The most commonly employed technique of spinning the above-ground drill pipe through the initial five or so turns involves the use of chains. A chain is manually whipped around the drill pipe, and is then retracted, with the friction developed during the retraction of the chain spinning the upper pipe relative to its mating in-ground pipe. It has long been known that the use of heavy chains to perform the initial pipe spinning operation is quite dangerous. Indeed, many serious injuries from back-lashing chains have been inflicted.

Attempts have previously been made to eliminate some of the dangers involved in the initial spinning of drill pipe by mechanizing the spinning operation. See, for example, U.S. Pat. Nos. 1,505,007, 1,615,695, 2,615,681, 2,746,329 and 2,784,626. Of these, U.S. Pat. No. 2,615,681 issued to True on Oct. 28, 1952 is deemed to be the most advanced.

The True patent discloses a mechanized pipe spinning device mounted above tonging means, and utilizes a continuous belt, chain or other metallic member to automatically spin the drill pipe. The True device purports to accomplish the goal of eliminating human intervention and the use of dangerous chains for initial makeup operations, yet the True device is quite cumbersome, costly and prone to failure.

It is toward the improvement of the above-noted prior art techniques and devices that the present invention is directed.

SUMMARY OF THE INVENTION

The present invention relates to a pipe spinning device adapted to be mounted atop a conventional set of rotary pipe tongs. More particularly, the inventive device is pneumatically operated, includes an endless belt for spinning the drill pipe, and serves to screw mating joints of drill pipe to a point where the finishing torque can be applied by the conventional pipe tongs.

The endless belt which spins the drill pipe is supported by a pair of pivoting arms at the forward end of the device, and associates with a pneumatic motor located at the rear of the device. The arms are pivoted by means of air cylinders acting on the belt. The pivot axes of the supporting arms are located outside the turning radius of the drill pipe, and in this manner, the reactive force exerted on the turning belt by the drill pipe urges the arms in such a direction as to maintain a solid grasp on the drill pipe with minimum holding force from the air cylinders. When the support arms are pivoted inside the respective pivot axes, the endless belt encircles the majority of the circumferential surface of the drill pipe.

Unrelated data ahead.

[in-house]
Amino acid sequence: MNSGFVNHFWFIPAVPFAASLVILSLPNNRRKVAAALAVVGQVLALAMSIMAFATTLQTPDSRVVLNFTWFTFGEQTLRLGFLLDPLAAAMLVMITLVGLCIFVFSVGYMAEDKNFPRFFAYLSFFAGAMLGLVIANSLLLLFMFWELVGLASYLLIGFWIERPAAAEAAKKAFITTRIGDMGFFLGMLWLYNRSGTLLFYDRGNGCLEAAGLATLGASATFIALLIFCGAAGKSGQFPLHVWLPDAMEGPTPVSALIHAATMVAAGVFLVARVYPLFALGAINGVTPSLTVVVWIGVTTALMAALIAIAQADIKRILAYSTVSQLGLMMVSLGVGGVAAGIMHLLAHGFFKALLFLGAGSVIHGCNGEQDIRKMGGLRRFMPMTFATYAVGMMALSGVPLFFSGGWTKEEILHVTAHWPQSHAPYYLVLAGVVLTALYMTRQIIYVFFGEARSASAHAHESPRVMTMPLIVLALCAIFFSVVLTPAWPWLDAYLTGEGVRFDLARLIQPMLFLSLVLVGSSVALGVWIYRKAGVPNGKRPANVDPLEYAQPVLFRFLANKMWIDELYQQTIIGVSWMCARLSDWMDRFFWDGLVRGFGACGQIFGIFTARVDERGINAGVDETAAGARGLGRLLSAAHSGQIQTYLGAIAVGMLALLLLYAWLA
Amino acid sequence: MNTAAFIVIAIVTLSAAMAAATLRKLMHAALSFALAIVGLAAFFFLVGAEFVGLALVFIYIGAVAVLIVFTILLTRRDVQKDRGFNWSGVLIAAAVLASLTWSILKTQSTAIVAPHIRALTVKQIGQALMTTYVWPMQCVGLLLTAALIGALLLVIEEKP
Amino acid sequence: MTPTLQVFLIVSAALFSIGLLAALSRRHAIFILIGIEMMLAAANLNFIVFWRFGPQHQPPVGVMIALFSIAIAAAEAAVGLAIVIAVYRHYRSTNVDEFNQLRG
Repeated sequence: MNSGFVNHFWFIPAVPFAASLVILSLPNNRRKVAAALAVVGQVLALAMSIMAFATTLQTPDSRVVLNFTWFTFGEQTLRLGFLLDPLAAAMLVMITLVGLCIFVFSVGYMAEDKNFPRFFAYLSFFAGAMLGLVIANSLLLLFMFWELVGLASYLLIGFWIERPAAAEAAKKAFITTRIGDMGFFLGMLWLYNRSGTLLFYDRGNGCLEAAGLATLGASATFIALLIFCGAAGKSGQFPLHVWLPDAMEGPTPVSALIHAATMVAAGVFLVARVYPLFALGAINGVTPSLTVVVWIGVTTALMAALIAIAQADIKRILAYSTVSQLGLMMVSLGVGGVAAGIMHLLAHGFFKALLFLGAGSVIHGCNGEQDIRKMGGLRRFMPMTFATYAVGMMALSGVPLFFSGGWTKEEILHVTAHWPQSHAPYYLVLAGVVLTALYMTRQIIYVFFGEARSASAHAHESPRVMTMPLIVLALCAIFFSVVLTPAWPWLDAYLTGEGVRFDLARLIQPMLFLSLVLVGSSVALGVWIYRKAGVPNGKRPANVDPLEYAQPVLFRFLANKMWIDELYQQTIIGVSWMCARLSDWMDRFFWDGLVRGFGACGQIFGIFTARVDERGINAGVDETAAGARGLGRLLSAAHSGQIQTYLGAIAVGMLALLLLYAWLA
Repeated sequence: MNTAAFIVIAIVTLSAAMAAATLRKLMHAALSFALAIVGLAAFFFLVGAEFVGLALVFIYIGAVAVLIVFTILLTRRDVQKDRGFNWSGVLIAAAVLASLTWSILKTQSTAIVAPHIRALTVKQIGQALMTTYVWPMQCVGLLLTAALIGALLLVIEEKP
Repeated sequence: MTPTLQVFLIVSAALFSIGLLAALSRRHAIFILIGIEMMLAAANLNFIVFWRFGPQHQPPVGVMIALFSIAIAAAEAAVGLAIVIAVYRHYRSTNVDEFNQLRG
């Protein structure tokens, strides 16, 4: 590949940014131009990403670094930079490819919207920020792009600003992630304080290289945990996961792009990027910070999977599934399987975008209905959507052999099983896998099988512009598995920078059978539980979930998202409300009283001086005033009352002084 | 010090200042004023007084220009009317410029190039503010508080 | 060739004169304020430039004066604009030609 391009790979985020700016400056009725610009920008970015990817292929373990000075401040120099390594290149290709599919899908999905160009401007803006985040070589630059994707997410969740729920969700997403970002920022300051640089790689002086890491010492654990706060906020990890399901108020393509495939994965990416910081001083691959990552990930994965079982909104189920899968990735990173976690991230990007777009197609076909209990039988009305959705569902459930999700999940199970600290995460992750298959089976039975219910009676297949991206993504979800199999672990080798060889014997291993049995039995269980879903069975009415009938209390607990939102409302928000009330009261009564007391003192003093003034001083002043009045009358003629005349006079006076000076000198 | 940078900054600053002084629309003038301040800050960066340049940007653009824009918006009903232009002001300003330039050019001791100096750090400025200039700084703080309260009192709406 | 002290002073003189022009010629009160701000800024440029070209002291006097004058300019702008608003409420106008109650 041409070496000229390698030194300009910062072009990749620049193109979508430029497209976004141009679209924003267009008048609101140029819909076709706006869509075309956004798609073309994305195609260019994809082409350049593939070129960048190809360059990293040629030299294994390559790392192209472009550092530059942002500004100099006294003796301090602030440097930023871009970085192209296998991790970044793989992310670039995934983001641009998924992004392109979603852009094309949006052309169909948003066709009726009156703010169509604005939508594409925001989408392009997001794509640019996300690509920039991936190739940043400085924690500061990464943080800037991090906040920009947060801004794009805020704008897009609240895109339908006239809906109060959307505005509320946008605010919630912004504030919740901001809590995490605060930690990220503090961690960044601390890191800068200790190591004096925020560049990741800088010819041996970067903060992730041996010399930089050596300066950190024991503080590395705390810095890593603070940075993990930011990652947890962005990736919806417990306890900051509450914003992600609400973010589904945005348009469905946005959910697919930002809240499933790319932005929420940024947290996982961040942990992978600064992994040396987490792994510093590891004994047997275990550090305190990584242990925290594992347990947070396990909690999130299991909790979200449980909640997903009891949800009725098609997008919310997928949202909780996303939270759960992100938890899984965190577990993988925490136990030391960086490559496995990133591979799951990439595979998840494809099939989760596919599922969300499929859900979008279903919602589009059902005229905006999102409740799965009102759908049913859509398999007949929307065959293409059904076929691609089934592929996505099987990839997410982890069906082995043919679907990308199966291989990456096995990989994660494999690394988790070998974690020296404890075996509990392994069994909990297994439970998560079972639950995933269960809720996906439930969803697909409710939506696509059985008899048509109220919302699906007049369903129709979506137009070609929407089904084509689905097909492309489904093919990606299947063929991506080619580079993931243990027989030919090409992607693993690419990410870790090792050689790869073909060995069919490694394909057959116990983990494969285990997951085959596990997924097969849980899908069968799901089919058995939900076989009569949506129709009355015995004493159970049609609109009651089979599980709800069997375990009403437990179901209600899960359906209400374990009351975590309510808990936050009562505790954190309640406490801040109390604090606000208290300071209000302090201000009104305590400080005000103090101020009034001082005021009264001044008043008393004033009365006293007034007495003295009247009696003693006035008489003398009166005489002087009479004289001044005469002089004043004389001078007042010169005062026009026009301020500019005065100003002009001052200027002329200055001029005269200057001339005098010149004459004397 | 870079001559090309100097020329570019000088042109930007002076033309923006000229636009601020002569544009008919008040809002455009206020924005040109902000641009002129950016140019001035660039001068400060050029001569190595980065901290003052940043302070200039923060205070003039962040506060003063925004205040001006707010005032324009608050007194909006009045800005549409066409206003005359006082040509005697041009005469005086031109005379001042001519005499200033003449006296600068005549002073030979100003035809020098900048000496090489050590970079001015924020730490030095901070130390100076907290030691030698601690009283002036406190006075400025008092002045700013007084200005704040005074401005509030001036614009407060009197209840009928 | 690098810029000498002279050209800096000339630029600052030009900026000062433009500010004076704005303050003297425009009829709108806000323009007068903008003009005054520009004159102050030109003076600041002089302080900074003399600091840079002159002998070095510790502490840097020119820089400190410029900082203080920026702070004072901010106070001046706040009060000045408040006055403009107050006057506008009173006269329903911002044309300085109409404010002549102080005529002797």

The inventive pipe make up device and its associated pipe tongs are free to turn relative to the drill pipe once the respective threads of the joint bottom out. This automatically cocks the pipe tongs until the dead line is taut. The necessary final tightening torque is then applied by pulling the jerk line attached to the arm end of the pipe tongs by means of a conventional cat head.

It is accordingly a principal object of the present invention to provide a pipe make up device for rapidly and efficiently screwing the joints of drill pipe to a point where the finishing torque can be applied by means of conventional pipe tongs.

Another object of the present invention is to provide a pipe make up device which automatically cocks associated conventional pipe tongs for applying the final tightening torque.

Another object of the present invention is to provide a pipe make up device including an air cylinder whose stroke in such that drill pipe of varying sizes can be screwed together without adjustment of the device.

Still a further object of the present invention is to provide a pipe make up device utilizing a flexible endless belt, thus minimizing damage to drill pipe and risk of injury to attendant personnel.

A further object of the present invention is to provide a pipe make up device utilizing an endless belt mounted on pivotable arms for maintaining the belt in tension with minimum holding force.

Another object of the present invention is to provide a pipe make up device utilizing an endless belt which is mounted so as to be urged into engagement with the pipe being spun during the spinning operation.

Yet a further object of the present invention is to provide the combination of conventional pipe tongs and a simple and yet effective pipe make up device for tightening pipe joints to an initial torque.

These and other objects of the present invention, as well as many of the attendant advantages thereof, will become more readily apparent when reference is made to the following description, taken in conjunction with the accompanying drawings.

BRIEF DESCRIPTION OF THE DRAWINGS

FIG. 1 is a plan view of the inventive pipe make up device in a position ready for association with a section of drill pipe;

FIG. 2 is a plan view similar to that of FIG. 1, but showing the inventive pipe make up device in association with a section of drill pipe;